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Barrett v. Viacom

IN THE UNITED STATES DISTRICT COURT FOR THE WESTERN DISTRICT OF PENNSYLVANIA


February 20, 2009

JOHN BARRETT, WILLIAM BRADFORD, GEORGE CHAMBERS, JAMES CHISOLM, LOUIS DANNECKER, RONALD DELONG, TRENTON DOANE, ROBERT DURR, DANA GABEL, JOSEPH GIACOMIN, DELLA HAMILL, RALPH ITZO, CHARLES KIEHL, LEROY MILLER, VIRGINIE RAVAREAU, LEENDERT RINGLEVER, NIZAM SHAIKH, FRANK SNYDER, JOHN WAGLE, III, JAMES WEST, MELVIN WILKERSON, DOROTHY WILLIAMS, TERRY WOOD, RONALD ZINSKI, AND JOSEPH ZOLKOWSKI PLAINTIFFS,
v.
VIACOM, INC., SUCCESSOR BY MERGER TO CBS CORPORATION, FORMERLY KNOWN AS WESTINGHOUSE ELECTRIC CORPORATION DEFENDANT.

The opinion of the court was delivered by: Ambrose, Chief District Judge

OPINION AND ORDER OF COURT

Defendant Viacom, Inc. ("Viacom") has filed a Motion for Summary Judgment with respect to the claims asserted by Plaintiff Terry Wood. See Docket No. [79]. As has already been established, Wood's claim is fatally flawed as untimely unless he is able to successfully invoke the equitable tolling doctrine. As the Third Circuit Court explained in Ruehl v. Viacom, 500 F.3d 375, 384 (3d Cir. 2007): the equitable tolling doctrine may excuse the plaintiff's non-compliance with the statutory limitations provision at issue when it appears that (1) the defendant actively misled the plaintiff respecting the reason for the plaintiff's discharge; and (2) this deception caused the plaintiff's non-compliance with the limitations provision.

(emphasis in original)(citations omitted).

Here, Wood contends that Viacom actively misled him about the reasons for his discharge by not tendering the information required by the Older Workers Benefits Protection Act ("OWBPA"), 29 U.S.C. § 626(f)(1)(H). The statute provides that, where an employee signs a waiver of rights, the:

(1) ... waiver may not be considered knowing and voluntary unless at a minimum --

(H) if a waiver is requested in connection with an exit incentive or other employment termination program offered to a group or class of employees, the employer ... informs the individual in writing in a manner calculated to be understood by the average individual eligible to participate, as to --

(I) any class, unit, or group of individuals covered by such program, any eligibility factors for such program, and any time limits applicable to such program; and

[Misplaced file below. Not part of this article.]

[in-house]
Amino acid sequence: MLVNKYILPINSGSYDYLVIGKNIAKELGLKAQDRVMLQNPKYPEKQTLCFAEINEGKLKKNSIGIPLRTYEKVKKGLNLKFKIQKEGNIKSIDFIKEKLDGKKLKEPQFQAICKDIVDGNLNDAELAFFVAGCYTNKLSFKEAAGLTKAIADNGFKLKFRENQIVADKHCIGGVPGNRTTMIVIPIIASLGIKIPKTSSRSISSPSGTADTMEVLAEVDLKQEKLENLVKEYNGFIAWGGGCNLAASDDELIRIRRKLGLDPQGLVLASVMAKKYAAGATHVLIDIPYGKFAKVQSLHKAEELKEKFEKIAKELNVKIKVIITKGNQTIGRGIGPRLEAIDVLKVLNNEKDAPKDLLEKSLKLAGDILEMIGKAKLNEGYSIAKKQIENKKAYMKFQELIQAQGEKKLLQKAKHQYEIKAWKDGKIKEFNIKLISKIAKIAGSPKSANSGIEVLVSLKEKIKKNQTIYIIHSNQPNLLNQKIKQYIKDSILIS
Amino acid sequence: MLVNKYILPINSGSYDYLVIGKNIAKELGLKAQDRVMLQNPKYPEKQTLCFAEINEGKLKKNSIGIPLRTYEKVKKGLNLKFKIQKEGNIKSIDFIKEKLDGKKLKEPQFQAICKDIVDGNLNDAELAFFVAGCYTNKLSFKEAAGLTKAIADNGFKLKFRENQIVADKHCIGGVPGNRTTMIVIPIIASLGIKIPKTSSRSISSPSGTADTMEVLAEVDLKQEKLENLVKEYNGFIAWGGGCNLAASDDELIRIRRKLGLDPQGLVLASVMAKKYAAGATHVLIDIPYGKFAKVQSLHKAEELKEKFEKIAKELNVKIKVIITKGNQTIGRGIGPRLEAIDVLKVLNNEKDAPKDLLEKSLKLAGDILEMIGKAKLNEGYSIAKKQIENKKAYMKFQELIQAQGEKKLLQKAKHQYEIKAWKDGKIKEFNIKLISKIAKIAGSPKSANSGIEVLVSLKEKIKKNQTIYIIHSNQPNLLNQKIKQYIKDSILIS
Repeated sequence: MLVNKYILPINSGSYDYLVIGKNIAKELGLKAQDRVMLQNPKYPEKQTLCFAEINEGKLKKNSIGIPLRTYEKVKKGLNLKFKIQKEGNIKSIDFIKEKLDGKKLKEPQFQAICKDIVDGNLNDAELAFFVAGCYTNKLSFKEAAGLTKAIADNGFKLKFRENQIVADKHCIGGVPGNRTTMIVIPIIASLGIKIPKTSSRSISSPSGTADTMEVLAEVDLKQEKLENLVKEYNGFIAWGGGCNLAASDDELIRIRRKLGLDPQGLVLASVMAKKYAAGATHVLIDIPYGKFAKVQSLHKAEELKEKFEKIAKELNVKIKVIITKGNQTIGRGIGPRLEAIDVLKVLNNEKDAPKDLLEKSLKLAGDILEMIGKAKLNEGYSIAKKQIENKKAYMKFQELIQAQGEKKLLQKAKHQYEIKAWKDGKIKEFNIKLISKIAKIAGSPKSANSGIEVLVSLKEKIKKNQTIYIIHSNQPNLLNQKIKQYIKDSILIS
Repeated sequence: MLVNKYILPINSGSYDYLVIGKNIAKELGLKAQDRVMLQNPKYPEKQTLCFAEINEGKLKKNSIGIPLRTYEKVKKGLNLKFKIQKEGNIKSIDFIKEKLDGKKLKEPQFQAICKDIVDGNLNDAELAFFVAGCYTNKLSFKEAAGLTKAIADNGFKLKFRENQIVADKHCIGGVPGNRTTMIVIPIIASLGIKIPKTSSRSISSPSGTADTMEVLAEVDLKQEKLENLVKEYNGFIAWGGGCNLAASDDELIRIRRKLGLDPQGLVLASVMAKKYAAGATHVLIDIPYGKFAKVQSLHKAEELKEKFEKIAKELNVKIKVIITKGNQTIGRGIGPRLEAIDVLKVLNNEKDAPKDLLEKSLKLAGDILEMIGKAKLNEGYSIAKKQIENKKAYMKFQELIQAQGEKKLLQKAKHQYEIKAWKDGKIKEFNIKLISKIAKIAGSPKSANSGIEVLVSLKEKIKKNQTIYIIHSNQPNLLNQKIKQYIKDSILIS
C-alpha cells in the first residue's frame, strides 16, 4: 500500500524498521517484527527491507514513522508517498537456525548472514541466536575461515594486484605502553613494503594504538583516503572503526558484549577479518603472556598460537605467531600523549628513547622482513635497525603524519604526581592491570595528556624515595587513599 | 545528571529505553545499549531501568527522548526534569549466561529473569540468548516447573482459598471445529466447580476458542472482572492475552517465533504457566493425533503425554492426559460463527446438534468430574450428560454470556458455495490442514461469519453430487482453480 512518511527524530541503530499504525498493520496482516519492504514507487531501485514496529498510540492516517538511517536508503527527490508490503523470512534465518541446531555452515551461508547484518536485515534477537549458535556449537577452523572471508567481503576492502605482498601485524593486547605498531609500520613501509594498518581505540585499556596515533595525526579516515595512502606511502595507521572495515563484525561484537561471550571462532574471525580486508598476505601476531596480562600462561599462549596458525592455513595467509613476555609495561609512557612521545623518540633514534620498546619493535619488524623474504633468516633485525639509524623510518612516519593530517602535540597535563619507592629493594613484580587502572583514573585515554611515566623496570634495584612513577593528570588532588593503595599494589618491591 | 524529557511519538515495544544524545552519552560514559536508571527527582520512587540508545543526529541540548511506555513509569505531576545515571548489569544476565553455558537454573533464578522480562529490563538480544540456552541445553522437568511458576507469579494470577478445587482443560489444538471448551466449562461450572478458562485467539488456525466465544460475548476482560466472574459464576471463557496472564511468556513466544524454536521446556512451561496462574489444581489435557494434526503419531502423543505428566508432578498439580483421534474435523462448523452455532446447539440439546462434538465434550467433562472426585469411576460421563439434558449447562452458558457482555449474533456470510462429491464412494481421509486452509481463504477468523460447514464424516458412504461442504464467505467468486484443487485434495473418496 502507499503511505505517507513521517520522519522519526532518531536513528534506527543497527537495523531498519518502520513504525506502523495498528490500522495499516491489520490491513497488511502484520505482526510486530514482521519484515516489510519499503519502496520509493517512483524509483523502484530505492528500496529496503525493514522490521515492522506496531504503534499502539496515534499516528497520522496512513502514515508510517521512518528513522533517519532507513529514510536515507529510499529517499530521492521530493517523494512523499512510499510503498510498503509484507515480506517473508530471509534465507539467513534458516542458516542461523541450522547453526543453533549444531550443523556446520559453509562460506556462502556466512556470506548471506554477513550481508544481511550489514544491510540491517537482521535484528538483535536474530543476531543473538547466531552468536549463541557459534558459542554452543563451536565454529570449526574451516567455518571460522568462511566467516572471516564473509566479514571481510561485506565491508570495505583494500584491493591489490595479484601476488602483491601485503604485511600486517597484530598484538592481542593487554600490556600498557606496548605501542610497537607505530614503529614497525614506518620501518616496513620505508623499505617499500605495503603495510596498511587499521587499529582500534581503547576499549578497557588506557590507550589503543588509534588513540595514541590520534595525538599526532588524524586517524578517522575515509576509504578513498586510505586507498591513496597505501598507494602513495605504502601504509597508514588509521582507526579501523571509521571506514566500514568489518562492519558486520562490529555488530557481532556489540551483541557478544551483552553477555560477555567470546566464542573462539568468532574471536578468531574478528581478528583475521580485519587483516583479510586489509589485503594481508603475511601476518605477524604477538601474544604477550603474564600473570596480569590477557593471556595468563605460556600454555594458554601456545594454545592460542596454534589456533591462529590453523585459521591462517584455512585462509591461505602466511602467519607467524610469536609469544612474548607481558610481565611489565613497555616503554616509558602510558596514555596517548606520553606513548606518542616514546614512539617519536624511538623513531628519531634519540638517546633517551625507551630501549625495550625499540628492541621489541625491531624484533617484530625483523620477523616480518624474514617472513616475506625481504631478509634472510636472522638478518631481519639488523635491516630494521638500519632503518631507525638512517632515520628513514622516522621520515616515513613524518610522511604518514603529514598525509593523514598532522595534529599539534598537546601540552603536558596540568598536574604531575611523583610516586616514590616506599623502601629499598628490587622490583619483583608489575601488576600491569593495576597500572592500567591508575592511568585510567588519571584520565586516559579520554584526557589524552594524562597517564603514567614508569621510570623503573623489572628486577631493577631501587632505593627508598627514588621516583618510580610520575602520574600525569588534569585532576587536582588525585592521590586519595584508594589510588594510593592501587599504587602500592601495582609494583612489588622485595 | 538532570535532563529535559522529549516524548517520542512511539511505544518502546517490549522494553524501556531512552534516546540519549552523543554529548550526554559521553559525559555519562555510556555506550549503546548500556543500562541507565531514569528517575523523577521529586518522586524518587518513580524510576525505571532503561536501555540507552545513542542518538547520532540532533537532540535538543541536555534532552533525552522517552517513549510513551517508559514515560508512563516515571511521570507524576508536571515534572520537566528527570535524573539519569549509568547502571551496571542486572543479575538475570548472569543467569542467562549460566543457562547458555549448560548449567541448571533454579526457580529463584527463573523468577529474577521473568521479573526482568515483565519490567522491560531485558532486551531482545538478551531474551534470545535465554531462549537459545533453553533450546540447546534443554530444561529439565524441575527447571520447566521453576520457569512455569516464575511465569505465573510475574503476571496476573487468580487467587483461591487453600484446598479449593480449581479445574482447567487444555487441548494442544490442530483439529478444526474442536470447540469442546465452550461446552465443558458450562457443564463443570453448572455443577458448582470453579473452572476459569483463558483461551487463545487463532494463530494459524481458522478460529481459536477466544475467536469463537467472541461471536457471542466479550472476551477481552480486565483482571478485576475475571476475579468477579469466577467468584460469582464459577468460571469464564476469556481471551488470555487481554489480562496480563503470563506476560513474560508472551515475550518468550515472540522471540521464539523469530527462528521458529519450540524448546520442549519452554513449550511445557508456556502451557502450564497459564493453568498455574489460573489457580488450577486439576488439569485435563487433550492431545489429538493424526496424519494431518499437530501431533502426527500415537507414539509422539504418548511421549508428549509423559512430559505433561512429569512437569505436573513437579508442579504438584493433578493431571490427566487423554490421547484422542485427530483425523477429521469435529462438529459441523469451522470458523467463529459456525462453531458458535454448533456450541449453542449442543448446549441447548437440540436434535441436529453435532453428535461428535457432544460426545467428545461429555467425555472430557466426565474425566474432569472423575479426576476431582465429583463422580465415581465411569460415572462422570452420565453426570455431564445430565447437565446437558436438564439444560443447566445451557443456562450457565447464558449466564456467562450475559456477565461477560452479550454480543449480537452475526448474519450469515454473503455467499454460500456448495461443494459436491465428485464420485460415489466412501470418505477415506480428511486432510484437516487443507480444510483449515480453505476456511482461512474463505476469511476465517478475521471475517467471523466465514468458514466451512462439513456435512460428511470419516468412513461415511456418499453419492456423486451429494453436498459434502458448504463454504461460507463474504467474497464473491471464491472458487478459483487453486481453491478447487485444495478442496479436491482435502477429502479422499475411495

(ii) the job titles and ages of all individuals eligible or selected for the program, and the ages of all individuals in the same job classification or organizational unit who are not eligible or selected for the program.

29 U.S.C. § 626(f)(1)(H).

Wood has proffered evidence indicating that he did, in fact, sign a waiver of rights. See Docket No. [107], Ex. C, ¶ 8 and Exhibit 2.*fn1 Further, there is no dispute that Viacom failed to provide the information referenced in § 626(f)(1)(H). Viacom argues, however, that Wood's waiver "was not requested in connection with an exit incentive or other employment termination program offered to a group or class of employees." Rather, Wood's employment contract expired and was simply not renewed. According to Viacom, no other employees were terminated at that time. As such, Viacom reasons, Wood was not entitled to the information required by the OWBPA and its failure to tender such information cannot form the basis for equitable tolling. Accordingly, Viacom demands the entry of summary judgment in its favor.

After careful consideration, and for the reasons set forth below, I agree with Viacom.

Standard of Review

Summary judgment may only be granted if the pleadings, depositions, answers to interrogatories and admissions on file, together with any affidavits, show that there is no genuine issue as to any material facts and that the moving party is entitled to judgment as a matter of law. Fed. R. Civ. P. 56(c). A fact is material when it might affect the outcome of the suit under the governing law. Anderson v. Liberty Lobby, Inc., 477 U.S. 242, 248 (1986). Rule 56 mandates the entry of judgment, after adequate time for discovery and upon motion, against the party who fails to make a showing sufficient to establish the existence of an element essential to that party's case, and on which that party will bear the burden of proof at trial. Celotex Corp. v. Catrett, 477 U.S. 317, 322 (1986).